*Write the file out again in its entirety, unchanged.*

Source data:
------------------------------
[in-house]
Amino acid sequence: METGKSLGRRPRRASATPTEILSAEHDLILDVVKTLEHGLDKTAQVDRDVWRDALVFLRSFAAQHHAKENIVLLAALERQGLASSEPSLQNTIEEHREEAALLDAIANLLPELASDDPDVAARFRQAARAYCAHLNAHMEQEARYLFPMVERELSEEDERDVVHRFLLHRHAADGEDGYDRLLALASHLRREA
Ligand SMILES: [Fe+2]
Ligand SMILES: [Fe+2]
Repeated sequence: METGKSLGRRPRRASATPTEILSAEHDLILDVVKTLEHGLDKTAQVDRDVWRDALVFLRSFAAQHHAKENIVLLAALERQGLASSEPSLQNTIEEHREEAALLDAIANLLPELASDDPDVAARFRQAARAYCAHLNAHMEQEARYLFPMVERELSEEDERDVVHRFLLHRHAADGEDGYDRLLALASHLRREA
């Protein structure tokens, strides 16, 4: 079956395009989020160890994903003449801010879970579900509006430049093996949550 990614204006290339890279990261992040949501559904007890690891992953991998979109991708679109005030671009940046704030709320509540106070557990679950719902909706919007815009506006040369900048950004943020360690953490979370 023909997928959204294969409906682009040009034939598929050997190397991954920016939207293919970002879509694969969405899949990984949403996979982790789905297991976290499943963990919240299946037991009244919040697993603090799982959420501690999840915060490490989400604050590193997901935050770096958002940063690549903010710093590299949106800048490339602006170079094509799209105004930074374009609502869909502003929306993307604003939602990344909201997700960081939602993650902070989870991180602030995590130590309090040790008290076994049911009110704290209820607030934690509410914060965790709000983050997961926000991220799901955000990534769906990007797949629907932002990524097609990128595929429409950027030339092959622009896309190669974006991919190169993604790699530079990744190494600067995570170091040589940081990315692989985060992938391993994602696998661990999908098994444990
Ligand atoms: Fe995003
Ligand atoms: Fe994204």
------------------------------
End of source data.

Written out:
[in-house]
Amino acid sequence: METGKSLGRRPRRASATPTEILSAEHDLILDVVKTLEHGLDKTAQVDRDVWRDALVFLRSFAAQHHAKENIVLLAALERQGLASSEPSLQNTIEEHREEAALLDAIANLLPELASDDPDVAARFRQAARAYCAHLNAHMEQEARYLFPMVERELSEEDERDVVHRFLLHRHAADGEDGYDRLLALASHLRREA
Ligand SMILES: [Fe+2]
Ligand SMILES: [Fe+2]
Repeated sequence: METGKSLGRRPRRASATPTEILSAEHDLILDVVKTLEHGLDKTAQVDRDVWRDALVFLRSFAAQHHAKENIVLLAALERQGLASSEPSLQNTIEEHREEAALLDAIANLLPELASDDPDVAARFRQAARAYCAHLNAHMEQEARYLFPMVERELSEEDERDVVHRFLLHRHAADGEDGYDRLLALASHLRREA
């Protein structure tokens, strides 16, 4: 079956395009989020160890994903003449801010879970579900509006430049093996949550 990614204006290339890279990261992040949501559904007890690891992953991998979109991708679109005030671009940046704030709320509540106070557990679950719902909706919007815009506006040369900048950004943020360690953490979370 023909997928959204294969409906682009040009034939598929050997190397991954920016939207293919970002879509694969969405899949990984949403996979982790789905297991976290499943963990919240299946037991009244919040697993603090799982959420501690999840915060490490989400604050590193997901935050770096958002940063690549903010710093590299949106800048490339602006170079094509799209105004930074374009609502869909502003929306993307604003939602990344909201997700960081939602993650902070989870991180602030995590130590309090040790008290076994049911009110704290209820607030934690509410914060965790709000983050997961926000991220799901955000990534769906990007797949629907932002990524097609990128595929429409950027030339092959622009896309190669974006991919190169993604790699530079990744190494600067995570170091040589940081990315692989985060992938391993994602696998661990999908098994444990
Ligand atoms: Fe995003
Ligand atoms: Fe994204």